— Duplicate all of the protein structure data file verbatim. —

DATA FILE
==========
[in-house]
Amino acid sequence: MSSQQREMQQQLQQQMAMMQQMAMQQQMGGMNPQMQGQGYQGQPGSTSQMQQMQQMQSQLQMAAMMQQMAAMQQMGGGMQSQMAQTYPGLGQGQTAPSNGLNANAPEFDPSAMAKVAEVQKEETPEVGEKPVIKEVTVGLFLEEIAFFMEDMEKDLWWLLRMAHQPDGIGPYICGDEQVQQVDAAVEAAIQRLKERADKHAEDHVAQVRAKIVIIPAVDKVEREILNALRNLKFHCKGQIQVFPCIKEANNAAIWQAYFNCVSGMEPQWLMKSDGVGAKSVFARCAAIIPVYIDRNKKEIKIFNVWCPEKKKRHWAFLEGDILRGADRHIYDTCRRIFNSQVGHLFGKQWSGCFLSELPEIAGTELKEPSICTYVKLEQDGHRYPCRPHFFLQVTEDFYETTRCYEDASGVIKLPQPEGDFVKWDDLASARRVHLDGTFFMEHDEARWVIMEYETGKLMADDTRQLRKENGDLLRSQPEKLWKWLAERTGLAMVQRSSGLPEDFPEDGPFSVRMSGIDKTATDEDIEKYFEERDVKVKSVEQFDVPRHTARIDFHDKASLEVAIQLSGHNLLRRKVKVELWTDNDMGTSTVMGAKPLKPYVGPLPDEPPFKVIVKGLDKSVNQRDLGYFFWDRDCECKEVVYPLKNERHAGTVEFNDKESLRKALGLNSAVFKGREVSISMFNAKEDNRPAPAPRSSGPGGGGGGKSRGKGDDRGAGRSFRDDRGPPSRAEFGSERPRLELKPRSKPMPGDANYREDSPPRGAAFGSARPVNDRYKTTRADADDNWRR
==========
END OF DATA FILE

[in-house]
Amino acid sequence: MSSQQREMQQQLQQQMAMMQQMAMQQQMGGMNPQMQGQGYQGQPGSTSQMQQMQQMQSQLQMAAMMQQMAAMQQMGGGMQSQMAQTYPGLGQGQTAPSNGLNANAPEFDPSAMAKVAEVQKEETPEVGEKPVIKEVTVGLFLEEIAFFMEDMEKDLWWLLRMAHQPDGIGPYICGDEQVQQVDAAVEAAIQRLKERADKHAEDHVAQVRAKIVIIPAVDKVEREILNALRNLKFHCKGQIQVFPCIKEANNAAIWQAYFNCVSGMEPQWLMKSDGVGAKSVFARCAAIIPVYIDRNKKEIKIFNVWCPEKKKRHWAFLEGDILRGADRHIYDTCRRIFNSQVGHLFGKQWSGCFLSELPEIAGTELKEPSICTYVKLEQDGHRYPCRPHFFLQVTEDFYETTRCYEDASGVIKLPQPEGDFVKWDDLASARRVHLDGTFFMEHDEARWVIMEYETGKLMADDTRQLRKENGDLLRSQPEKLWKWLAERTGLAMVQRSSGLPEDFPEDGPFSVRMSGIDKTATDEDIEKYFEERDVKVKSVEQFDVPRHTARIDFHDKASLEVAIQLSGHNLLRRKVKVELWTDNDMGTSTVMGAKPLKPYVGPLPDEPPFKVIVKGLDKSVNQRDLGYFFWDRDCECKEVVYPLKNERHAGTVEFNDKESLRKALGLNSAVFKGREVSISMFNAKEDNRPAPAPRSSGPGGGGGGKSRGKGDDRGAGRSFRDDRGPPSRAEFGSERPRLELKPRSKPMPGDANYREDSPPRGAAFGSARPVNDRYKTTRADADDNWRR